Knowledge workers themselves are best placed to make decisions about how to perform their work.

—Peter F. Drucker

Principle #9 – Decentralize decision-making

Delivering value in the shortest sustainable lead time requires decentralized decision-making, which is a critical tenet of Lean thinking. Any decision that must be escalated to higher levels of authority introduces a delay. Also, escalated decisions can decrease quality due to the lack of local context, plus changes to the facts that occur during the waiting period.

Conversely, decentralizing decision-making reduces delays, improves product development flow and throughput, and facilitates faster feedback and more innovative solutions. Higher levels of empowerment are an additional, tangible benefit.

Centralize Strategic Decisions

Of course, not all decisions should be decentralized. Some strategic decisions have far-reaching impacts and are outside the teams’ scope, knowledge, or responsibilities. In addition, leaders are still accountable for outcomes. They also have the market knowledge, longer-range perspectives, and understanding of the business and financial landscape necessary to steer the enterprise.

Some decisions, then, should be centralized. Generally, they share the following characteristics:

  • Infrequent – Made infrequently, these decisions typically are not urgent, and deeper consideration is appropriate (ex., product strategy, international expansion).
  • Long-lasting – Once made, these decisions are unlikely to change, at least in the short term (for example, commitment to a standard technology platform, commitment to organizational realignment around Value Streams).
  • Provide significant economies of scale – These choices deliver large and broad economic benefits (for example, a common way of working and standard development platforms, languages, and tooling).

Leadership is responsible for making these types of decisions, supported by the input of stakeholders affected by the results.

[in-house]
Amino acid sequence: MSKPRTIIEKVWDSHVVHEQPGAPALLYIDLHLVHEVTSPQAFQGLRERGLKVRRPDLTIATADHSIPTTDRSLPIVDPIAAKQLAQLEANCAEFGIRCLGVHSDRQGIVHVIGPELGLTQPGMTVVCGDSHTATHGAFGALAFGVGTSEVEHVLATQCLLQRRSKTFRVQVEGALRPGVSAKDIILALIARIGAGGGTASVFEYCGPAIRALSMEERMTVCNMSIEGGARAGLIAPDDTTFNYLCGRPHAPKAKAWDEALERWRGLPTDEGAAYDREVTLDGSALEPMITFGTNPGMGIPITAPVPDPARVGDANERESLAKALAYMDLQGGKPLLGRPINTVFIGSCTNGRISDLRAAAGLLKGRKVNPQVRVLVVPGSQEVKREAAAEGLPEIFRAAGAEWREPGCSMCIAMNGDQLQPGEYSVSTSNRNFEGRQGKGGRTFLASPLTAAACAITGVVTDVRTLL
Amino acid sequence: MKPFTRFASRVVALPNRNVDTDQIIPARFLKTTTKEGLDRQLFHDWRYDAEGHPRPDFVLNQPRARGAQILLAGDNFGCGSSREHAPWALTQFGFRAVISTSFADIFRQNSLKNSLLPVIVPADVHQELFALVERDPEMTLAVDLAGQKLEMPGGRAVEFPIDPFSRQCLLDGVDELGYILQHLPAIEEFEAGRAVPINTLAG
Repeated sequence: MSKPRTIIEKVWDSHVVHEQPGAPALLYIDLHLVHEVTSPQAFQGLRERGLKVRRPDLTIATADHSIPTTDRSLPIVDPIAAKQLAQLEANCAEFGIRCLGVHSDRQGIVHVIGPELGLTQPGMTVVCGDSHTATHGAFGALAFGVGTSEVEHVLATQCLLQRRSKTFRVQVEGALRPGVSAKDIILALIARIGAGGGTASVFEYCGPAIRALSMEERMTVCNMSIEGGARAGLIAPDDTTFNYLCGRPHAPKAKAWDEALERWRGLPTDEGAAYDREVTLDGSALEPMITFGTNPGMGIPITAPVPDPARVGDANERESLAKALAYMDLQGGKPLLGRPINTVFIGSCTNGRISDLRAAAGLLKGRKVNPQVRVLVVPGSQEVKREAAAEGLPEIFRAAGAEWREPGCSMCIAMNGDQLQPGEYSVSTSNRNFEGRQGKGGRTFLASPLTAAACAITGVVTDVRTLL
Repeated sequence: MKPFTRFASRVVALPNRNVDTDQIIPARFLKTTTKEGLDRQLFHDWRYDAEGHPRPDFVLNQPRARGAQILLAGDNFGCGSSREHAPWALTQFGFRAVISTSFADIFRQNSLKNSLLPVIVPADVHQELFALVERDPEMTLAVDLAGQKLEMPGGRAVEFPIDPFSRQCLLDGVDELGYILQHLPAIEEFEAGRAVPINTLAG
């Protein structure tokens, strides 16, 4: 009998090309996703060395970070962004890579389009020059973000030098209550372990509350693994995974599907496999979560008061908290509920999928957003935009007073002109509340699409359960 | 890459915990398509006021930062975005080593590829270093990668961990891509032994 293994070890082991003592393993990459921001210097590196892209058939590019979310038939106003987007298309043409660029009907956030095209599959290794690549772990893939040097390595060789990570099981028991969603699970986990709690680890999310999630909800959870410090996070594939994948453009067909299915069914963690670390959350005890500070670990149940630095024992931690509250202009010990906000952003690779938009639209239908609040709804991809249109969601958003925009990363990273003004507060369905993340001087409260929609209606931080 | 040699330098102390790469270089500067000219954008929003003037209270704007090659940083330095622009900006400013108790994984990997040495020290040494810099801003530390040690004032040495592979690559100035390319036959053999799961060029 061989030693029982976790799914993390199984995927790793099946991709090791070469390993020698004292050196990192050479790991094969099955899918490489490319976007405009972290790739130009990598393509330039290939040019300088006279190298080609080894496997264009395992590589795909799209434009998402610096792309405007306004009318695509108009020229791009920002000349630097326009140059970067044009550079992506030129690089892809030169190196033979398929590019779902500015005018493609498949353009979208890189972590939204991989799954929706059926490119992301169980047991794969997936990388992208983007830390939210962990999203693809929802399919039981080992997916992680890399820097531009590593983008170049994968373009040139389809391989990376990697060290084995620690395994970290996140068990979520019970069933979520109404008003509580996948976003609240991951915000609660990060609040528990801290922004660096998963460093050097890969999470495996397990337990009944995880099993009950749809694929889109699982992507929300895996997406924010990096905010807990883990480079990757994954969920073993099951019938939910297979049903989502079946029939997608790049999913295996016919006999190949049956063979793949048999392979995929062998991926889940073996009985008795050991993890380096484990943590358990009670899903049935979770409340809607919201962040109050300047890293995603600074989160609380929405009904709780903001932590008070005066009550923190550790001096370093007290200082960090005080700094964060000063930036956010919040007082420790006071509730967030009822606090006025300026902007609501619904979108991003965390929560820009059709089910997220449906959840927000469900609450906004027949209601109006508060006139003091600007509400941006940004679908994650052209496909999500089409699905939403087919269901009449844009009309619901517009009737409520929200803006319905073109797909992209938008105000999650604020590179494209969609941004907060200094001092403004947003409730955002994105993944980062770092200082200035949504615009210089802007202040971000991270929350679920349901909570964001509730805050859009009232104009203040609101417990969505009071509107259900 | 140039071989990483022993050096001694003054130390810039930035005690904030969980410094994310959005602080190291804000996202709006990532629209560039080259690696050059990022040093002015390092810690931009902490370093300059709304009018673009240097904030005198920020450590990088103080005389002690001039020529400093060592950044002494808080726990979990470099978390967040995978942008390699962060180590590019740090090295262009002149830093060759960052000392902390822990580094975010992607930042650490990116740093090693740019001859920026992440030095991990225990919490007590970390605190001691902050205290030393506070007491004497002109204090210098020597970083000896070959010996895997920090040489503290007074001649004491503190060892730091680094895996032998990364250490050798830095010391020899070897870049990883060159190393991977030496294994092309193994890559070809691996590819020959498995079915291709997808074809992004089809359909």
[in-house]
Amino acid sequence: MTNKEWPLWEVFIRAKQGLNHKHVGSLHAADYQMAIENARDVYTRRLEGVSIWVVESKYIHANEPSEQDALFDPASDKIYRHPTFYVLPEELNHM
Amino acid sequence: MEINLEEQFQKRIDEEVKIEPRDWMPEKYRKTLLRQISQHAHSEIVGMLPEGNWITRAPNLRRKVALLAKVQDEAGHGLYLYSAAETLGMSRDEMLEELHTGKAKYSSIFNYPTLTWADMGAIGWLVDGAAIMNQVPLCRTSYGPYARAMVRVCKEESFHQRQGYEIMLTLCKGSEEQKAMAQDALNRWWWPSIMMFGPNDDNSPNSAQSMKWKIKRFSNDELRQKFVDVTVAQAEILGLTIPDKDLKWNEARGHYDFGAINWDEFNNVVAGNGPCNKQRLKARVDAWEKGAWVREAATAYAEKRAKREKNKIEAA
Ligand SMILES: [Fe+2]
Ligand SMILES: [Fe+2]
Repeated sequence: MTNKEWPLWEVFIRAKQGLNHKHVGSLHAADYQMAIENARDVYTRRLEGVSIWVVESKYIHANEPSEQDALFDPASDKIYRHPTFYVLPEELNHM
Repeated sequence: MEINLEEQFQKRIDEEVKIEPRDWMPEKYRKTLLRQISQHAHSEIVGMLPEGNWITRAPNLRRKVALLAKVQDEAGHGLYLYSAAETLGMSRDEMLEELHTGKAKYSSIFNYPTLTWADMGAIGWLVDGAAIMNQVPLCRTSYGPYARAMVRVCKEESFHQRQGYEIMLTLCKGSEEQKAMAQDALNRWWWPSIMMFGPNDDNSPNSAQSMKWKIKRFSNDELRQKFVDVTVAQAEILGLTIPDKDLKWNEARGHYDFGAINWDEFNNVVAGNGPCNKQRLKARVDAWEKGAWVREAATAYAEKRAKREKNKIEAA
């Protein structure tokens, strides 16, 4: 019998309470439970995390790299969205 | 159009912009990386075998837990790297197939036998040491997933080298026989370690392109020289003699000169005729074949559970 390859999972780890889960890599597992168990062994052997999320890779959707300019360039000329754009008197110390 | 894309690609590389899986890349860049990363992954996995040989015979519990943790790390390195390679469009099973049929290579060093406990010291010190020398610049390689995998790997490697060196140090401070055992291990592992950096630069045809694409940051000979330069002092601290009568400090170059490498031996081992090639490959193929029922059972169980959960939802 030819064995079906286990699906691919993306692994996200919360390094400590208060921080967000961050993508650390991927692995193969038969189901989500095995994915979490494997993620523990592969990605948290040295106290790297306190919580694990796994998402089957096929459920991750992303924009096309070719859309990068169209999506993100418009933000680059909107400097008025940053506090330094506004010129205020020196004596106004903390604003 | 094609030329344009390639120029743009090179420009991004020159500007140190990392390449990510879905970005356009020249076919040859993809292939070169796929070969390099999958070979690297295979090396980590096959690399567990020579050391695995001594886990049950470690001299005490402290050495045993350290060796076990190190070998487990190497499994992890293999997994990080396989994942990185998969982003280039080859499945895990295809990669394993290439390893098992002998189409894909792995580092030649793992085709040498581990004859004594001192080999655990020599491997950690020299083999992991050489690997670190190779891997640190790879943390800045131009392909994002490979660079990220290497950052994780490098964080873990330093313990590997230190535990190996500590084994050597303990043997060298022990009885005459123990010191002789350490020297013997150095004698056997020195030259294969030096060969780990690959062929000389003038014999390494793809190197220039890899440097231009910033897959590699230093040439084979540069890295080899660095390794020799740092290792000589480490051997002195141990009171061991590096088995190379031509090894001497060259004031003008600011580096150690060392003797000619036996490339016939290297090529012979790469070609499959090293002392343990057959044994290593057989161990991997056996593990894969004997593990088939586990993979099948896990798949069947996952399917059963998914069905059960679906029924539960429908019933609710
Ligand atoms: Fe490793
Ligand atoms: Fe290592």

Decentralize Everything Else

The vast majority of decisions do not reach the threshold of strategic importance. All other decisions should be decentralized. Characteristics of these types of decisions include:

  • Frequent – The problems addressed by decentralized decisions are recurrent and common (for example, Team and ART Backlog prioritization, real-time Agile Release Train [ART] scoping, response to defects and emerging issues).
  • Time-critical – Delaying these types of decisions comes with a high cost of delay (for example, point releases, customer emergencies, and dependencies with other teams).
  • Require local information – Some decisions need local context, whether technology, organization, or knowledge of a particular customer impact. Examples include: shipping a release to a specific customer, resolving a significant design problem, or self-organizing to address an emerging challenge.

Workers with local context and detailed knowledge of the technical complexities of the current situation should make these decisions.

A Lightweight Thinking Tool for Decision-Making

Understanding how decisions are made helps knowledge workers approach decision-making more confidently. Leadership’s responsibility is to establish the rules for decision-making (including, for example, the Economic Framework) and then empower others to make them. Figure 1 illustrates a simple tool or exercise for deciding whether decisions should be centralized or decentralized.

Figure 1. A simple decision-making framework and exercise
Figure 1. A simple decision-making framework and exercise

Leaders can practice with this tool and understand better what types of decisions they need to make and what decisions are better left to those they lead.


Last update: 6 March 2023